Monday, 19 January 2015

The Blues


"Me and you are subject to
 The blues now and then..."

As Neil Diamond wrote in 'Song Sung Blue' -
everybody knows one.


Being down is a normal part of human experience at times. And January has a tendency to make it more so [for those of us in the Northern Hemisphere in particular.]

Long nights, short days and cold can trigger SAD  [Seasonal Affective Disorder] in some people - and even the most cheerful of us can do without wet grey days.

How can we tackle this?

Lots of creative people choose to run or walk the blues away. It's an oldie but a goodie - fresh air and exercise really does work for many people.

You might want a more practical outfit!
Now it may be your blues are a reaction to more specific events - such as rejection of your work. Here are a few ideas:
  • find friends to discuss it with - you are not on your own
  • read supportive articles
  • pause to get your mojo back
  • see it from their point of view 
  • nurture your creativity - let it be the source of your self-worth
Don't let rejections put you off. I had 90 before Varjak Paw was published. Just keep writing & trying to improve. You'll get there.
@whatSFSaid

What if it's more deep-rooted? What if, like me, you suffer from bouts of depression? First off, we're in good company:
  • Hans Christian Andersen
  • William Blake
  • Agatha Christie
  • Emily Dickinson...
The full list is long, full of immensely creative people - and has no shame attached. No-one blames someone having recurrent asthma attacks - illness that affects our mental health is no different.

Secondly - get help. Seriously.

Thirdly - if you wonder if someone else feels this way:



Creative Suggestions

  • Can one of your characters deal with the blues?
  • It could be in themselves - or helping a friend.
  • How might they cope - or not?
  • Music, dance, laughter are antidotes throughout history - will they work for that person?
  • Will they hide their condition - or seek help?
  • Does someone else help them?
Fun with a friend can be just the thing!



by  K. M. Lockwood - who posts on her blog from time to time,  often tweets from her garret, and writes and colours-in.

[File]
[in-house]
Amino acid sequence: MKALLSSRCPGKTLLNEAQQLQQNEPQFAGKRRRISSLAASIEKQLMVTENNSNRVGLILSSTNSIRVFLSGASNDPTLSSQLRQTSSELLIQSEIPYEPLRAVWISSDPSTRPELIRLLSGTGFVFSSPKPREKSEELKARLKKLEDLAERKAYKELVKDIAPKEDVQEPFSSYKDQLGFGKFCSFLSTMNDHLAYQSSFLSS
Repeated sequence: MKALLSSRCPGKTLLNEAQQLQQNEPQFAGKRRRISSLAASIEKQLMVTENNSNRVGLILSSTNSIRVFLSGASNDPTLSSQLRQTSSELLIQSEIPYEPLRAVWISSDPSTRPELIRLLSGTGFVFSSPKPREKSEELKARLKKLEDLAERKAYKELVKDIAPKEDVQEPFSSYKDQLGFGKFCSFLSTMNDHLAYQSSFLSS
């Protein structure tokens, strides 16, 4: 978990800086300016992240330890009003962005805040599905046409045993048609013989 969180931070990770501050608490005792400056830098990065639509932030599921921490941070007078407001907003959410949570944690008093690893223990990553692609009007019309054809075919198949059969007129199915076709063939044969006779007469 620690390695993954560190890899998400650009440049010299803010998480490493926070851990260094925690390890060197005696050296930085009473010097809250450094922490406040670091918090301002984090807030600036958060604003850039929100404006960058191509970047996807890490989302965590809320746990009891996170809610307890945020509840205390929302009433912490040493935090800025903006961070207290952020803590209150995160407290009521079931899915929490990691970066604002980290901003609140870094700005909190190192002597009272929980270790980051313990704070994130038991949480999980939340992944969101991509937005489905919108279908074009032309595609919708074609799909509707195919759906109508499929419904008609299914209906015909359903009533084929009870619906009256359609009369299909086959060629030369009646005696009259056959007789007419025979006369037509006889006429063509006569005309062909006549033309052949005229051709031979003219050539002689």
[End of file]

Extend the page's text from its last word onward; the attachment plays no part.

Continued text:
7 comments:

  1. Thank you, Philippa - it's always good to know we're not alone in the downs, as well as the ups :-)

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    Replies
    1. My pleasure. Did you know it's 'Blue Monday ' today?

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  2. Yes, welcome to Blue Monday. Although it might be called that because it's so blimmin cold this morning!

    Thanks for your thoughts, Philippa. Depression is such a grinding, hopeless slog that I think you can only really understand it if you've been through it. And I agree about using it as creative fuel - after my period of depression, I wrote a whole book inspired by it!

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  3. Thank you very much for this. I will bookmark this post. It s a really hard subject, and I think it can be v difficult for us to recognise it in ourselves. I am even finding it hard to write this comment, which is thought provoking for me in itself. It is helpful to see it in relation to creativity - I am sure that it is true that it is a flip side to a certain type of sensitivity that writers and artists and musicians etc share.

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  4. I know I'm a SAD, but think my current weepiness is more down to my feeling so wretched physically (cold, cough, achey etc). Normally I'm a glass-half-full girl - at least outwardly. Sharing with friends should be helpful but often makes you feel worse if you feel you're being judged. I do agree that creativity and depression are often intertwined, but hadn't thought about writing it into a character before. My writing buddy, Annie Try, does this brilliantly in her book Out of Silence (not yet published).

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  5. This comment has been removed by the author.

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  6. Really good and useful post Philippa - I don't know where to begin on this topic. My solution is always to do something often unwritingy but really I should tap into the angst and write
    it out but that's scary.

    ReplyDelete

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